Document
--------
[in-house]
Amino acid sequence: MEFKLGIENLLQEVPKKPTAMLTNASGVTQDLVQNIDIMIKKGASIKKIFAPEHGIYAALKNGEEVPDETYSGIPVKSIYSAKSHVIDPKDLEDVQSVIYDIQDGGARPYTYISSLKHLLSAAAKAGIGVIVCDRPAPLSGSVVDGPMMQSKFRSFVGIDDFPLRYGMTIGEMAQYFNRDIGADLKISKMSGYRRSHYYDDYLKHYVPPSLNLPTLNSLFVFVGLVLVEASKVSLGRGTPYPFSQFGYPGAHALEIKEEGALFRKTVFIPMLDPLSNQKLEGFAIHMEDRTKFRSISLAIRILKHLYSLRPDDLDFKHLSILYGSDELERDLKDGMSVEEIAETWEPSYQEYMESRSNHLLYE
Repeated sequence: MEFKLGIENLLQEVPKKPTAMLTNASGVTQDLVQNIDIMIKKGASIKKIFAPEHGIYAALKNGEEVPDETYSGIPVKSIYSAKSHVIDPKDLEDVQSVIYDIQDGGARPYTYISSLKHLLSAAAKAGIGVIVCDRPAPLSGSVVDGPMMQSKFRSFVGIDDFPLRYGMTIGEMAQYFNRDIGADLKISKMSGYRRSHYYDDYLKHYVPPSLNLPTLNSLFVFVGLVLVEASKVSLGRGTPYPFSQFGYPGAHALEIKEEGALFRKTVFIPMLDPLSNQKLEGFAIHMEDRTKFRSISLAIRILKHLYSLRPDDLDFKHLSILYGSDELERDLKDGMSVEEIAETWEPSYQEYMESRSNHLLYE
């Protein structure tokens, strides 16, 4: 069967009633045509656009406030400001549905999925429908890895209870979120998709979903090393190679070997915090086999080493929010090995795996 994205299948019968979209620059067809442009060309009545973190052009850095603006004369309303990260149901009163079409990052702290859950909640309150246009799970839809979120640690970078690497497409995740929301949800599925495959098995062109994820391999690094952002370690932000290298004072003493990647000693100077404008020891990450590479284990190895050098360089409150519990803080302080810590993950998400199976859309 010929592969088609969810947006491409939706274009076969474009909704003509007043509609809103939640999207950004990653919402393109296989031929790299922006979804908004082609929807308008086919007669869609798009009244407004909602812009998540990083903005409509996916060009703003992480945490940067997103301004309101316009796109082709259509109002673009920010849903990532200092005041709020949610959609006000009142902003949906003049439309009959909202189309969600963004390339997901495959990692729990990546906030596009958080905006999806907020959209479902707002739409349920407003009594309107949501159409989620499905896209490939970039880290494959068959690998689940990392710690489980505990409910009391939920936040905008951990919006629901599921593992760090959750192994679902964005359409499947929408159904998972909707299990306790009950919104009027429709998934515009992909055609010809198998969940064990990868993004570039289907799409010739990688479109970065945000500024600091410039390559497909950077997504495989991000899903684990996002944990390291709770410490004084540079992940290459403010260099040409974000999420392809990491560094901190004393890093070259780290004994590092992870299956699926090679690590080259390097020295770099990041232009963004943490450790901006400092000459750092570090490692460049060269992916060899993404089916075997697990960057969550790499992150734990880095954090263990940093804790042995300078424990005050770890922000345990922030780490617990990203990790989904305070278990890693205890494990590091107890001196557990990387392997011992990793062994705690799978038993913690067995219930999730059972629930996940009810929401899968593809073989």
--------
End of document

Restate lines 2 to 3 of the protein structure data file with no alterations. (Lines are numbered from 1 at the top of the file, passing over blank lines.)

Amino acid sequence: MEFKLGIENLLQEVPKKPTAMLTNASGVTQDLVQNIDIMIKKGASIKKIFAPEHGIYAALKNGEEVPDETYSGIPVKSIYSAKSHVIDPKDLEDVQSVIYDIQDGGARPYTYISSLKHLLSAAAKAGIGVIVCDRPAPLSGSVVDGPMMQSKFRSFVGIDDFPLRYGMTIGEMAQYFNRDIGADLKISKMSGYRRSHYYDDYLKHYVPPSLNLPTLNSLFVFVGLVLVEASKVSLGRGTPYPFSQFGYPGAHALEIKEEGALFRKTVFIPMLDPLSNQKLEGFAIHMEDRTKFRSISLAIRILKHLYSLRPDDLDFKHLSILYGSDELERDLKDGMSVEEIAETWEPSYQEYMESRSNHLLYE
Repeated sequence: MEFKLGIENLLQEVPKKPTAMLTNASGVTQDLVQNIDIMIKKGASIKKIFAPEHGIYAALKNGEEVPDETYSGIPVKSIYSAKSHVIDPKDLEDVQSVIYDIQDGGARPYTYISSLKHLLSAAAKAGIGVIVCDRPAPLSGSVVDGPMMQSKFRSFVGIDDFPLRYGMTIGEMAQYFNRDIGADLKISKMSGYRRSHYYDDYLKHYVPPSLNLPTLNSLFVFVGLVLVEASKVSLGRGTPYPFSQFGYPGAHALEIKEEGALFRKTVFIPMLDPLSNQKLEGFAIHMEDRTKFRSISLAIRILKHLYSLRPDDLDFKHLSILYGSDELERDLKDGMSVEEIAETWEPSYQEYMESRSNHLLYE